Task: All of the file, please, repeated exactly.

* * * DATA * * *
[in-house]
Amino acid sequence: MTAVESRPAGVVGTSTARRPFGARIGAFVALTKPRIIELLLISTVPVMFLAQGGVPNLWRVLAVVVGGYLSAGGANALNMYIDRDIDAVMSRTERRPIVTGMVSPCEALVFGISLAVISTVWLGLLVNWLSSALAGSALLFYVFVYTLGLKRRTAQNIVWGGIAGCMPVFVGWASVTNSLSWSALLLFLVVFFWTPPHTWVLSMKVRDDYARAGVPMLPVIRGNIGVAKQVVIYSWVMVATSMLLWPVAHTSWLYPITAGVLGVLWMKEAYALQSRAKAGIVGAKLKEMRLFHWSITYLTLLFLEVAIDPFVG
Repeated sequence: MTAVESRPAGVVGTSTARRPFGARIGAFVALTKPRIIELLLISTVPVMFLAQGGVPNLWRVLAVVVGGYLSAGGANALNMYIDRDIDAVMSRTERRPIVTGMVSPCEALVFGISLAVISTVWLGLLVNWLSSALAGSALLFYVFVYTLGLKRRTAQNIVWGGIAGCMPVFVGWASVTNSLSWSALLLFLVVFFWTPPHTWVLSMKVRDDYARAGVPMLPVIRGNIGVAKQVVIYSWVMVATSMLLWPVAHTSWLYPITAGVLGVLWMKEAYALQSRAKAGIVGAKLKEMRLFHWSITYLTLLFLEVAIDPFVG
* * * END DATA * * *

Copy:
[in-house]
Amino acid sequence: MTAVESRPAGVVGTSTARRPFGARIGAFVALTKPRIIELLLISTVPVMFLAQGGVPNLWRVLAVVVGGYLSAGGANALNMYIDRDIDAVMSRTERRPIVTGMVSPCEALVFGISLAVISTVWLGLLVNWLSSALAGSALLFYVFVYTLGLKRRTAQNIVWGGIAGCMPVFVGWASVTNSLSWSALLLFLVVFFWTPPHTWVLSMKVRDDYARAGVPMLPVIRGNIGVAKQVVIYSWVMVATSMLLWPVAHTSWLYPITAGVLGVLWMKEAYALQSRAKAGIVGAKLKEMRLFHWSITYLTLLFLEVAIDPFVG
Repeated sequence: MTAVESRPAGVVGTSTARRPFGARIGAFVALTKPRIIELLLISTVPVMFLAQGGVPNLWRVLAVVVGGYLSAGGANALNMYIDRDIDAVMSRTERRPIVTGMVSPCEALVFGISLAVISTVWLGLLVNWLSSALAGSALLFYVFVYTLGLKRRTAQNIVWGGIAGCMPVFVGWASVTNSLSWSALLLFLVVFFWTPPHTWVLSMKVRDDYARAGVPMLPVIRGNIGVAKQVVIYSWVMVATSMLLWPVAHTSWLYPITAGVLGVLWMKEAYALQSRAKAGIVGAKLKEMRLFHWSITYLTLLFLEVAIDPFVG